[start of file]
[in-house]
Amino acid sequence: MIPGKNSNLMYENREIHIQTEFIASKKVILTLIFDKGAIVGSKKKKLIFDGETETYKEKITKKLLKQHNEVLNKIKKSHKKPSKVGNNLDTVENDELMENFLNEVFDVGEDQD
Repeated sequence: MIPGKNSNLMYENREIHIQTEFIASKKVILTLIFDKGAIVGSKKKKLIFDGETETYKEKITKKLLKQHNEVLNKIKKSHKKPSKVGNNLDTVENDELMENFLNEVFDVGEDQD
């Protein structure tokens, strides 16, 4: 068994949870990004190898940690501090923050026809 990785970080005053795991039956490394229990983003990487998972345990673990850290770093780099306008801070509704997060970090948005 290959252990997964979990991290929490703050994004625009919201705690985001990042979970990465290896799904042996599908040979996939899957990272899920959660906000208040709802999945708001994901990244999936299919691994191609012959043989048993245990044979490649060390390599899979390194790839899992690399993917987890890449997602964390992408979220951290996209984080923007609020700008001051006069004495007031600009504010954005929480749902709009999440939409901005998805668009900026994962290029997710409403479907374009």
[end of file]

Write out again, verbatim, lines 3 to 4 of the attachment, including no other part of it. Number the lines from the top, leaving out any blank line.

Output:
Repeated sequence: MIPGKNSNLMYENREIHIQTEFIASKKVILTLIFDKGAIVGSKKKKLIFDGETETYKEKITKKLLKQHNEVLNKIKKSHKKPSKVGNNLDTVENDELMENFLNEVFDVGEDQD
């Protein structure tokens, strides 16, 4: 068994949870990004190898940690501090923050026809 990785970080005053795991039956490394229990983003990487998972345990673990850290770093780099306008801070509704997060970090948005 290959252990997964979990991290929490703050994004625009919201705690985001990042979970990465290896799904042996599908040979996939899957990272899920959660906000208040709802999945708001994901990244999936299919691994191609012959043989048993245990044979490649060390390599899979390194790839899992690399993917987890890449997602964390992408979220951290996209984080923007609020700008001051006069004495007031600009504010954005929480749902709009999440939409901005998805668009900026994962290029997710409403479907374009």